As regards chess, he gave up active play and concentrated on problems. In February 1986 he was one of only 13 contestants in the British Problem Solving Championship, held at the Grosvenor Hotel, London. By then approaching 70 yrs he didn’t stand much chance against the likes of Peter Clarke and double GM-in-waiting, Jonathan Mestel, but the experience was memorable (see below).
Back in 1972 he had made the acquaintance of a monk at Downside Abbey School, Dom Cyprian Stockford, having played each other when the Wells Club met Downside in the Somerset League. Although they only very rarely met in person after that, they kept in touch by letter as they explored new ideas in problems, gradually extending into the more esoteric fields of Fairy Chess, in which new pieces with different powers are added to the usual armoury, and Patrol and Orphan Chess. The latter was only devised in 1971 in which an “orphan” is an unidentified piece, powerless and immobile until such time as it is attacked, whereupon it assumes the characteristics of the attacker. In Patrol Chess, devised in 1975, a piece can only capture or give check if it is protected by one of its own side. By involving himself in these kinds of complex problems at this early stage, Denys really was pushing back the boundaries of the game itself.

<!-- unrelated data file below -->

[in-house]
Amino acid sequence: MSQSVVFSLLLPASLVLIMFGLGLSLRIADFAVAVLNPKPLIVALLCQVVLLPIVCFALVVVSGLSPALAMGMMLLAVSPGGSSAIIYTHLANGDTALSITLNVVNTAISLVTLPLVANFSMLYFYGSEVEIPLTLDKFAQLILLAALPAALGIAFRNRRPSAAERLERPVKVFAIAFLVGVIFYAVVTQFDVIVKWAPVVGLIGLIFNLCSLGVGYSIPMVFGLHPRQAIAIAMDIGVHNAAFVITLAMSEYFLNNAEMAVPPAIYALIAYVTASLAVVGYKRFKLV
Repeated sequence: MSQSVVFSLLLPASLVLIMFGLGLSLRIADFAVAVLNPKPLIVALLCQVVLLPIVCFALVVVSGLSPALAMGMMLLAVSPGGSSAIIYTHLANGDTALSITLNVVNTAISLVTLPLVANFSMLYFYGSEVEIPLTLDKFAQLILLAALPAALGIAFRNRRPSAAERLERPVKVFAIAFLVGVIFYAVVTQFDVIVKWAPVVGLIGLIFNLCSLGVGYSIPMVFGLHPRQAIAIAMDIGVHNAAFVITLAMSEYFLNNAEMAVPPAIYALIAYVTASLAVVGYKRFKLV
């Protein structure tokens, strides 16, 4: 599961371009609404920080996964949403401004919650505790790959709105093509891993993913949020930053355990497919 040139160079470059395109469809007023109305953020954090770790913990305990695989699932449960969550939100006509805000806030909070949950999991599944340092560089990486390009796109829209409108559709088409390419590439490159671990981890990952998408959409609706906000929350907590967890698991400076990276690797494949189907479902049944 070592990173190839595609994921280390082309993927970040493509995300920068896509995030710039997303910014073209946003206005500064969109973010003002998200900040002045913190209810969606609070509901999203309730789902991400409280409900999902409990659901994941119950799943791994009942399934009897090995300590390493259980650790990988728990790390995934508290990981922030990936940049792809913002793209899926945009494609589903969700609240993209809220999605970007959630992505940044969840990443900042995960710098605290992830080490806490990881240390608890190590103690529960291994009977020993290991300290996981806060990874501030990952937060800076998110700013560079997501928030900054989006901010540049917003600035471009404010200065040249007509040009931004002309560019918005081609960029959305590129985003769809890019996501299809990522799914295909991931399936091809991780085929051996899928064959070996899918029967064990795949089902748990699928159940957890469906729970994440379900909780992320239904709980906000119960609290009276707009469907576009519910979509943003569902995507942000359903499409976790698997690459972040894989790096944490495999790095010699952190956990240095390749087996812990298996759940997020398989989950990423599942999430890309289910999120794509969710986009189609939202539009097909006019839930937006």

Dom Cyprian recalls Bonner’s “generosity to lesser mortals”, always appreciating and encouraging any fledgling talent whenever and wherever he came across it. They often submitted Fairy problems under both names, but Cyprian happily concedes the original ideas were generally Bonner’s.
In 1993 the couple moved to Summerway in Whipton, Exeter to be near their daughter, Penny. Denys became involved in local politics, campaigning on behalf of the local Lib. Dem. candidate, Dr. Jonathan Underwood, another excellent chessplayer.
In 2003, when the Exeter & District League was celebrating its 50th Anniversary, I visited him as part of some research I was doing on the history of the League. I had never met him before but knew that he’d started his chess career in Exmouth, and was keen to record his memories. Game as ever, he expressed a willingness to re-join the Exmouth Club and felt the train journey and walk in the dark at each end would be no problem, but then in his mid-80s it was more than anyone could expect of him, and it never materialised.
Betty died in 2001, but Denys stayed on in the house until he became too ill to care for himself. He died just days after his 90th birthday, which he had celebrated with all his family around him.
By involving himself in four different aspects of the game, not even to mention his many other interests, it might be said that his talent was spread a little too thinly, and he might have achieved an even higher level if he had concentrated on just one aspect. Yet by limiting himself in any way, he would probably have lost more than he gained. No one can balance that particular equation.